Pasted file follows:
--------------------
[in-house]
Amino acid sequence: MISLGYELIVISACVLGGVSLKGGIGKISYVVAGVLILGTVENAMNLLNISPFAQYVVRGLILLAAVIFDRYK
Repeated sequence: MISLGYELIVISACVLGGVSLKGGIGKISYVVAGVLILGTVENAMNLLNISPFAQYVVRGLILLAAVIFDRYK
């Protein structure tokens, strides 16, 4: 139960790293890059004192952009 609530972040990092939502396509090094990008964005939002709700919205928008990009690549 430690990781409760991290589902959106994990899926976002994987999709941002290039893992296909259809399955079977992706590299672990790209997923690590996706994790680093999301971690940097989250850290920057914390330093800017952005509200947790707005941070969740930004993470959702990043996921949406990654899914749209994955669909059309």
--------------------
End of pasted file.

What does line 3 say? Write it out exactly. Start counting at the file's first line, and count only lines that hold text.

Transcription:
Repeated sequence: MISLGYELIVISACVLGGVSLKGGIGKISYVVAGVLILGTVENAMNLLNISPFAQYVVRGLILLAAVIFDRYK